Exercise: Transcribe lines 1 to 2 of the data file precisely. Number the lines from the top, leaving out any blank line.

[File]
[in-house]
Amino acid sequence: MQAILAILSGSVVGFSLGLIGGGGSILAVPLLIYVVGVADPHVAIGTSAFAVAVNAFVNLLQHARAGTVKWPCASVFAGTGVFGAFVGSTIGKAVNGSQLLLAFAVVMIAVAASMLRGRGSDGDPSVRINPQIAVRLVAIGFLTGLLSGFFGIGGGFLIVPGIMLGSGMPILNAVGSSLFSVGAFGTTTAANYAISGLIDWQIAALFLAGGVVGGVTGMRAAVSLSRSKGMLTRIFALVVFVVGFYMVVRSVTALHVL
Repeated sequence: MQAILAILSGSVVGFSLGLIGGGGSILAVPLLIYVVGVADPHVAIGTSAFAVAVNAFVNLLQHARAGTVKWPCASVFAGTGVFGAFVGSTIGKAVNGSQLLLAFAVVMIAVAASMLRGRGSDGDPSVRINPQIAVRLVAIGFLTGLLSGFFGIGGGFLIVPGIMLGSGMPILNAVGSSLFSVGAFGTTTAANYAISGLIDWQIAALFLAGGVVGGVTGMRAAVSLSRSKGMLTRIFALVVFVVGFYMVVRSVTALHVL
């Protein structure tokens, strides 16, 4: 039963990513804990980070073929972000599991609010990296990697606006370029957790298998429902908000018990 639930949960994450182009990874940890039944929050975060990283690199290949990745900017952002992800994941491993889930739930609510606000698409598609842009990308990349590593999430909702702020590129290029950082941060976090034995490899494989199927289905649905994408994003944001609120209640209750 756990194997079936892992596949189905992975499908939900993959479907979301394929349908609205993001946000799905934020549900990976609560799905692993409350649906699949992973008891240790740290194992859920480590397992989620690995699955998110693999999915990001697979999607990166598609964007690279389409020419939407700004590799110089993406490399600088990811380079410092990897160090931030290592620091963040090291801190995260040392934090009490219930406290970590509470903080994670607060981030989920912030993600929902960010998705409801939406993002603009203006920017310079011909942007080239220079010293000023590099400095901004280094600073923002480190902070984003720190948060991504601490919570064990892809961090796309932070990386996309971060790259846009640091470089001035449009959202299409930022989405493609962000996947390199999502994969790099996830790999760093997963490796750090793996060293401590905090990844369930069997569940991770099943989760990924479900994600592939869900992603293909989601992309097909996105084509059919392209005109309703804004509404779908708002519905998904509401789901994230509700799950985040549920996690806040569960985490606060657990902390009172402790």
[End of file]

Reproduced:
[in-house]
Amino acid sequence: MQAILAILSGSVVGFSLGLIGGGGSILAVPLLIYVVGVADPHVAIGTSAFAVAVNAFVNLLQHARAGTVKWPCASVFAGTGVFGAFVGSTIGKAVNGSQLLLAFAVVMIAVAASMLRGRGSDGDPSVRINPQIAVRLVAIGFLTGLLSGFFGIGGGFLIVPGIMLGSGMPILNAVGSSLFSVGAFGTTTAANYAISGLIDWQIAALFLAGGVVGGVTGMRAAVSLSRSKGMLTRIFALVVFVVGFYMVVRSVTALHVL